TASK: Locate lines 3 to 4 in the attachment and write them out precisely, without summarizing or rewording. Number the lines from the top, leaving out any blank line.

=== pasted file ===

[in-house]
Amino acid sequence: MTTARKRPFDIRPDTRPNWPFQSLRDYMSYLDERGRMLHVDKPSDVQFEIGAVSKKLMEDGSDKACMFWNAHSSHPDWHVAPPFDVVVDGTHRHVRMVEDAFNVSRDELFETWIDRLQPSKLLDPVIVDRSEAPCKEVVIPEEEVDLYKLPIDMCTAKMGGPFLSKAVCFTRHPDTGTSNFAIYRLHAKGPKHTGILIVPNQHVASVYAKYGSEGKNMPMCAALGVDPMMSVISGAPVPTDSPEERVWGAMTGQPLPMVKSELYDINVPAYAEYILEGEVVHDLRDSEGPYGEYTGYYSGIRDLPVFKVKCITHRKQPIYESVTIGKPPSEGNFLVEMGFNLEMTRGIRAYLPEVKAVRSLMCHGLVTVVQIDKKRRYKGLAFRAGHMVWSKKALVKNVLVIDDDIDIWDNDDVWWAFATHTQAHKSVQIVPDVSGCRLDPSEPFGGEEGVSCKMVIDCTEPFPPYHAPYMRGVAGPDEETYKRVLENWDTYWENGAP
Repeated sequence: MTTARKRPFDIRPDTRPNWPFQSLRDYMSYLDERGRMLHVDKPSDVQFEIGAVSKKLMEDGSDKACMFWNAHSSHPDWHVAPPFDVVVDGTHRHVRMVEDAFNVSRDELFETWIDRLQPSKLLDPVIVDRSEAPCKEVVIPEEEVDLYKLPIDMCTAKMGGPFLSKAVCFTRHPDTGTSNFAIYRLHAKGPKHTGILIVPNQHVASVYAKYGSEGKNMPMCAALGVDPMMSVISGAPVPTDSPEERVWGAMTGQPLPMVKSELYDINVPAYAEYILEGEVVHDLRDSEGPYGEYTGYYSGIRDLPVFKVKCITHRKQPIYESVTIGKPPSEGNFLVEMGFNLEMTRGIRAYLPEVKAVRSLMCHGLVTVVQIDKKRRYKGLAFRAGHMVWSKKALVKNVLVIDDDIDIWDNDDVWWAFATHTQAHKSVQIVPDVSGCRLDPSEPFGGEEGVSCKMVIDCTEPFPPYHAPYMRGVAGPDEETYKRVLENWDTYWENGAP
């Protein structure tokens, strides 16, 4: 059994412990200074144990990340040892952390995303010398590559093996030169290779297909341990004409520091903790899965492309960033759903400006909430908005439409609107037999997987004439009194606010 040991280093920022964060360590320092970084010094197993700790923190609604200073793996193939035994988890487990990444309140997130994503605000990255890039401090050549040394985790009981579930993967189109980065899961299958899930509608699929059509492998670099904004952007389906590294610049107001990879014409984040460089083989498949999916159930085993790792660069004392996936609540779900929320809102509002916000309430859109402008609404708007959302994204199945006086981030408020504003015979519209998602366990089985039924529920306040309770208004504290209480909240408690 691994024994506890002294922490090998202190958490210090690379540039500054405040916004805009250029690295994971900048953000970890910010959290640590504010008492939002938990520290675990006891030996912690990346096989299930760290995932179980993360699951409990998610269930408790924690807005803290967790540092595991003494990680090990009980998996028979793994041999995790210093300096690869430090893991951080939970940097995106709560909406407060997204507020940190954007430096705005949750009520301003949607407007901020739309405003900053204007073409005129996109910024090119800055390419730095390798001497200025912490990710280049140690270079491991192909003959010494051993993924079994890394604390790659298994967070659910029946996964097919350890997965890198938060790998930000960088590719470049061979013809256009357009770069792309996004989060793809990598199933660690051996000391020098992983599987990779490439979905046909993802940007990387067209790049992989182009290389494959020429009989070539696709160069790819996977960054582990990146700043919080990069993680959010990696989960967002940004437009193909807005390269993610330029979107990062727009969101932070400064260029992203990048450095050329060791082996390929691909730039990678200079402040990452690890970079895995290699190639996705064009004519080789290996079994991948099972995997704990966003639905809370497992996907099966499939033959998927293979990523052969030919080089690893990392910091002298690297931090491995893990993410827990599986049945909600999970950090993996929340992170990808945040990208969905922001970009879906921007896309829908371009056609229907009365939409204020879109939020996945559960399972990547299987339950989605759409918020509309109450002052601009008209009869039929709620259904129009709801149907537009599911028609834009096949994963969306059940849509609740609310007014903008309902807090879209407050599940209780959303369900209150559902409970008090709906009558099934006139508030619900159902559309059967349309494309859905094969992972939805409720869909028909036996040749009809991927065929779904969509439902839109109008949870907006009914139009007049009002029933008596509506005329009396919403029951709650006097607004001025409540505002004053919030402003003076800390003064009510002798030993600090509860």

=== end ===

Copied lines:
Repeated sequence: MTTARKRPFDIRPDTRPNWPFQSLRDYMSYLDERGRMLHVDKPSDVQFEIGAVSKKLMEDGSDKACMFWNAHSSHPDWHVAPPFDVVVDGTHRHVRMVEDAFNVSRDELFETWIDRLQPSKLLDPVIVDRSEAPCKEVVIPEEEVDLYKLPIDMCTAKMGGPFLSKAVCFTRHPDTGTSNFAIYRLHAKGPKHTGILIVPNQHVASVYAKYGSEGKNMPMCAALGVDPMMSVISGAPVPTDSPEERVWGAMTGQPLPMVKSELYDINVPAYAEYILEGEVVHDLRDSEGPYGEYTGYYSGIRDLPVFKVKCITHRKQPIYESVTIGKPPSEGNFLVEMGFNLEMTRGIRAYLPEVKAVRSLMCHGLVTVVQIDKKRRYKGLAFRAGHMVWSKKALVKNVLVIDDDIDIWDNDDVWWAFATHTQAHKSVQIVPDVSGCRLDPSEPFGGEEGVSCKMVIDCTEPFPPYHAPYMRGVAGPDEETYKRVLENWDTYWENGAP
């Protein structure tokens, strides 16, 4: 059994412990200074144990990340040892952390995303010398590559093996030169290779297909341990004409520091903790899965492309960033759903400006909430908005439409609107037999997987004439009194606010 040991280093920022964060360590320092970084010094197993700790923190609604200073793996193939035994988890487990990444309140997130994503605000990255890039401090050549040394985790009981579930993967189109980065899961299958899930509608699929059509492998670099904004952007389906590294610049107001990879014409984040460089083989498949999916159930085993790792660069004392996936609540779900929320809102509002916000309430859109402008609404708007959302994204199945006086981030408020504003015979519209998602366990089985039924529920306040309770208004504290209480909240408690 691994024994506890002294922490090998202190958490210090690379540039500054405040916004805009250029690295994971900048953000970890910010959290640590504010008492939002938990520290675990006891030996912690990346096989299930760290995932179980993360699951409990998610269930408790924690807005803290967790540092595991003494990680090990009980998996028979793994041999995790210093300096690869430090893991951080939970940097995106709560909406407060997204507020940190954007430096705005949750009520301003949607407007901020739309405003900053204007073409005129996109910024090119800055390419730095390798001497200025912490990710280049140690270079491991192909003959010494051993993924079994890394604390790659298994967070659910029946996964097919350890997965890198938060790998930000960088590719470049061979013809256009357009770069792309996004989060793809990598199933660690051996000391020098992983599987990779490439979905046909993802940007990387067209790049992989182009290389494959020429009989070539696709160069790819996977960054582990990146700043919080990069993680959010990696989960967002940004437009193909807005390269993610330029979107990062727009969101932070400064260029992203990048450095050329060791082996390929691909730039990678200079402040990452690890970079895995290699190639996705064009004519080789290996079994991948099972995997704990966003639905809370497992996907099966499939033959998927293979990523052969030919080089690893990392910091002298690297931090491995893990993410827990599986049945909600999970950090993996929340992170990808945040990208969905922001970009879906921007896309829908371009056609229907009365939409204020879109939020996945559960399972990547299987339950989605759409918020509309109450002052601009008209009869039929709620259904129009709801149907537009599911028609834009096949994963969306059940849509609740609310007014903008309902807090879209407050599940209780959303369900209150559902409970008090709906009558099934006139508030619900159902559309059967349309494309859905094969992972939805409720869909028909036996040749009809991927065929779904969509439902839109109008949870907006009914139009007049009002029933008596509506005329009396919403029951709650006097607004001025409540505002004053919030402003003076800390003064009510002798030993600090509860």